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SNP plans for Scotland to control its own corporation tax would cost the Scottish Government up to £12 billion over the next five years, Treasury figures have suggested.
ON 29 SEPTEMBER, 2009, the Sun ran a headline "Labour's Lost It", where it turned its back on Gordon Brown's government and threw its lot in with David Cameron and the Tories.
PRIME Minister David Cameron said the political establishment "had not gripped" the issue of the press, which was why he planned to set up two inquiries.
DOWNING Street's former director of communications Andy Coulson yesterday became the highest-profile figure to be arrested over the News of the World phone hacking and payments to police officers allegations.
DAVID Cameron is fighting to save his political reputation after his friend and former director of communications was arrested over phone-hacking allegations.
LABOUR leader Ed Miliband will today call for the watchdog which oversees complaints about newspaper coverage to be scrapped and replaced.
THE head of the Metropolitan Police, Sir Paul Stephenson, has said he was determined any officers found to have received payments from newspapers will face criminal convictions as a formal investigation was launched by the police watchdog yesterday.
THE scalp sought by many is that of News International chief executive Rebekah Brooks, who was editor of the News of the World from 2000 to 2003 when much of the alleged phone hacking took place, writes David Maddox.
THE Crown Estates Commission has defended its record in Scotland after announcing yesterday a £230.9 million profit collected from property it runs across the UK.
COMMUNITIES hit by the closure of an RAF base will have to wait at least ten months before the army moves in as a replacement, a senior minister has admitted.
THE government has moved to appease oil and gas companies with a new tax break for exploration after its £10 billion tax grab on the industry in the Budget.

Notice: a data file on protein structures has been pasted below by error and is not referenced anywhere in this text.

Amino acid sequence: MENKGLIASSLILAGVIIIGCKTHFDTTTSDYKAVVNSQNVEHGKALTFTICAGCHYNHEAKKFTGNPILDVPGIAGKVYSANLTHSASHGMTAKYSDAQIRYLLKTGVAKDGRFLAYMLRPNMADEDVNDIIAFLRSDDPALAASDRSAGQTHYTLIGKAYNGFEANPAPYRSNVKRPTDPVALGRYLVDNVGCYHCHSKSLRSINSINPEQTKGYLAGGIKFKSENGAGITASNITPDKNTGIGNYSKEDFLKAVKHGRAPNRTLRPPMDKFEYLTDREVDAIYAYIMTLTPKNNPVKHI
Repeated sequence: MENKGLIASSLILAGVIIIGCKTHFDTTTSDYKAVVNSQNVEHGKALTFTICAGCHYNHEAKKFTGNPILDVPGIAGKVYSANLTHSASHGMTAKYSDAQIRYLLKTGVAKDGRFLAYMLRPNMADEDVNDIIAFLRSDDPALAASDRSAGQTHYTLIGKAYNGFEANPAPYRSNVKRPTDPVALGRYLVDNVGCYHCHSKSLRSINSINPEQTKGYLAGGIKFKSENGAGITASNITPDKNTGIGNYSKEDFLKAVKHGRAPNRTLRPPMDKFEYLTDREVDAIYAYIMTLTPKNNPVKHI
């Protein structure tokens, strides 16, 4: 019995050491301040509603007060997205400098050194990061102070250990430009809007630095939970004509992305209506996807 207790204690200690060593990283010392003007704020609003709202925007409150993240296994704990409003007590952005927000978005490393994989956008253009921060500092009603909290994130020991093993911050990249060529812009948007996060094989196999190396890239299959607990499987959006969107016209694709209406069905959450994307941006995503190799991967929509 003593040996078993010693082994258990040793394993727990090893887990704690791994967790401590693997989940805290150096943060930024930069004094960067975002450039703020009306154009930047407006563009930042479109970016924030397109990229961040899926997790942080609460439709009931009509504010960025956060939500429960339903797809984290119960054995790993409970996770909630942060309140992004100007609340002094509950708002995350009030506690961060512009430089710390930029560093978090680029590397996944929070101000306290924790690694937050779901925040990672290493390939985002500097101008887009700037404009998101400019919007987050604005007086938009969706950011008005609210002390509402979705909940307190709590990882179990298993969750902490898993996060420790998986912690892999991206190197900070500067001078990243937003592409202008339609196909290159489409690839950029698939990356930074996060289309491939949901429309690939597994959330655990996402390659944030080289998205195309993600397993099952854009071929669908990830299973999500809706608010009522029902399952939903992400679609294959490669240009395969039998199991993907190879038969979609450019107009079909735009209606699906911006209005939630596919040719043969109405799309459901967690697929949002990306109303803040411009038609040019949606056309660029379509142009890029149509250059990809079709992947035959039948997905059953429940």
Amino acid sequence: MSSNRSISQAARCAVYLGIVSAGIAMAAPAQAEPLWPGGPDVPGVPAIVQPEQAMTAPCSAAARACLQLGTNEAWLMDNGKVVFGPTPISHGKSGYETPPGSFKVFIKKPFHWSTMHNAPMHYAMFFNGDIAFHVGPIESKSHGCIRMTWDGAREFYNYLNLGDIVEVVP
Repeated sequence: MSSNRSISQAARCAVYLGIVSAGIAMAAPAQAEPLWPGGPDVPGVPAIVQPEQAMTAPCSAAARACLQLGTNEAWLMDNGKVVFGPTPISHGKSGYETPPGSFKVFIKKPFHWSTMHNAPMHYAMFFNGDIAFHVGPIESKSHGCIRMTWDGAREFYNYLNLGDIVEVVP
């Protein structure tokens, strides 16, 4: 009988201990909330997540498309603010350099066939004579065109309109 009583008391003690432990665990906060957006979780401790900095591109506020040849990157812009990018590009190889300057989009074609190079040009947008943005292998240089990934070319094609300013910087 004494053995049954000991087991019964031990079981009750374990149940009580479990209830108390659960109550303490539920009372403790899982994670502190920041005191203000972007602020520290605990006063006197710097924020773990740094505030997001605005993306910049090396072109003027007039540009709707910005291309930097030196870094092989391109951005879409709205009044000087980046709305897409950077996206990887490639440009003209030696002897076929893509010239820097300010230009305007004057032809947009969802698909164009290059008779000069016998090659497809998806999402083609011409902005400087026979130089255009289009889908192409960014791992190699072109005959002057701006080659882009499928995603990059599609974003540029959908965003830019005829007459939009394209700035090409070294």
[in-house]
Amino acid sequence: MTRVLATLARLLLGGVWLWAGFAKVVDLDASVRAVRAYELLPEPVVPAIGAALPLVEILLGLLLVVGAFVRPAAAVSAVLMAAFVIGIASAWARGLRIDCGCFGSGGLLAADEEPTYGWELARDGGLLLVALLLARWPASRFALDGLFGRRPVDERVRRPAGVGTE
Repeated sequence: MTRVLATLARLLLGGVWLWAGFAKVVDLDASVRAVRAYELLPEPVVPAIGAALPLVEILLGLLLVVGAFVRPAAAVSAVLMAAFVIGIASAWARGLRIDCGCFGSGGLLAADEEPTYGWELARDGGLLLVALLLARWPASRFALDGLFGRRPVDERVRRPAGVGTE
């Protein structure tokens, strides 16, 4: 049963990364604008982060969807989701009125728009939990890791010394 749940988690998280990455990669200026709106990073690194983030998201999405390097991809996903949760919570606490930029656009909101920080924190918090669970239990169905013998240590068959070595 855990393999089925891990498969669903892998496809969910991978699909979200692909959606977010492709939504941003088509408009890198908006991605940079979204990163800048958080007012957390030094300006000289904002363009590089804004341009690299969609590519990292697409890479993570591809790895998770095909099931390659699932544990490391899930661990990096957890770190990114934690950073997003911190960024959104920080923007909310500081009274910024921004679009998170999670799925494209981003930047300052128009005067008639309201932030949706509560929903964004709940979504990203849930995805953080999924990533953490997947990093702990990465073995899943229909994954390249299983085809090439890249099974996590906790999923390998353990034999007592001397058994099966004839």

IF YOU listen to Scottish Secretary Michael Moore, other ministers and most Scottish politicians from unionist parties on the subject of an independence referendum, you would assume that current constitutional uncertainty is "bad for Scotland".
ALEX Salmond yesterday made his third trip to London since being re-elected as First Minister, ahead of what will be a strange day in British politics today when MPs from his party refuse to back a referendum on independence.
IT MAY come as a bit of a shock to some – although probably more amusement for the SNP – to learn that Scottish Labour has been forced to draft in someone from London to get the party in Scotland back on its feet.
A clear picture of plans for the defence establishment in Scotland is emerging. But who the winners and losers are is still debatable
THE polls may keep suggesting that Scotland would not support independence, but the SNP has become quite adept at defying the odds, as last month's Holyrood victory showed in spectacular style.
DEPUTY Prime Minister Nick Clegg's misfortunes in recent times have been well documented but there has been plenty of sniggering in Westminster by colleagues and opponents alike about his diary engagements this week.
ONE of the untold consequences of the historic SNP Holyrood election victory is that it has created an army of state-funded activists to prepare the way for the independence referendum.